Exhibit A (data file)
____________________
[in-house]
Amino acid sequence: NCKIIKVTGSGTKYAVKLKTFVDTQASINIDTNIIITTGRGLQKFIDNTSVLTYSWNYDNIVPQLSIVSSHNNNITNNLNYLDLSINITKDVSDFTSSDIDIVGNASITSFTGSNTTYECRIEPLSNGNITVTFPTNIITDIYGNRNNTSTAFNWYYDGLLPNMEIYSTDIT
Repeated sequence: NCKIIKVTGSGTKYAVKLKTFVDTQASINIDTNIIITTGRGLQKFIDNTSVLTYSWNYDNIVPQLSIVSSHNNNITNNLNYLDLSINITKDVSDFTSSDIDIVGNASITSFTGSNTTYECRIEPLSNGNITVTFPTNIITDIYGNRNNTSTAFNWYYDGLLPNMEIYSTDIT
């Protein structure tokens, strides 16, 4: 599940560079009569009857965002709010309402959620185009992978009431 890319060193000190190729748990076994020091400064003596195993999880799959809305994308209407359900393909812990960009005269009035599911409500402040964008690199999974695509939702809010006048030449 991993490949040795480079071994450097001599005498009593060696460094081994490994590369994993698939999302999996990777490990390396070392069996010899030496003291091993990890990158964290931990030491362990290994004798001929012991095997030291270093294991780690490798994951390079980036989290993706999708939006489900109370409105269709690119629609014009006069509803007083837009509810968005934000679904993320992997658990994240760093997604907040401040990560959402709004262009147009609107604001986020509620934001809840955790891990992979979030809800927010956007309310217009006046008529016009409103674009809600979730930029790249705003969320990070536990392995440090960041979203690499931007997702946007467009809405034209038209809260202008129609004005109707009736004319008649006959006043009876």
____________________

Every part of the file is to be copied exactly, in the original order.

[in-house]
Amino acid sequence: NCKIIKVTGSGTKYAVKLKTFVDTQASINIDTNIIITTGRGLQKFIDNTSVLTYSWNYDNIVPQLSIVSSHNNNITNNLNYLDLSINITKDVSDFTSSDIDIVGNASITSFTGSNTTYECRIEPLSNGNITVTFPTNIITDIYGNRNNTSTAFNWYYDGLLPNMEIYSTDIT
Repeated sequence: NCKIIKVTGSGTKYAVKLKTFVDTQASINIDTNIIITTGRGLQKFIDNTSVLTYSWNYDNIVPQLSIVSSHNNNITNNLNYLDLSINITKDVSDFTSSDIDIVGNASITSFTGSNTTYECRIEPLSNGNITVTFPTNIITDIYGNRNNTSTAFNWYYDGLLPNMEIYSTDIT
């Protein structure tokens, strides 16, 4: 599940560079009569009857965002709010309402959620185009992978009431 890319060193000190190729748990076994020091400064003596195993999880799959809305994308209407359900393909812990960009005269009035599911409500402040964008690199999974695509939702809010006048030449 991993490949040795480079071994450097001599005498009593060696460094081994490994590369994993698939999302999996990777490990390396070392069996010899030496003291091993990890990158964290931990030491362990290994004798001929012991095997030291270093294991780690490798994951390079980036989290993706999708939006489900109370409105269709690119629609014009006069509803007083837009509810968005934000679904993320992997658990994240760093997604907040401040990560959402709004262009147009609107604001986020509620934001809840955790891990992979979030809800927010956007309310217009006046008529016009409103674009809600979730930029790249705003969320990070536990392995440090960041979203690499931007997702946007467009809405034209038209809260202008129609004005109707009736004319008649006959006043009876």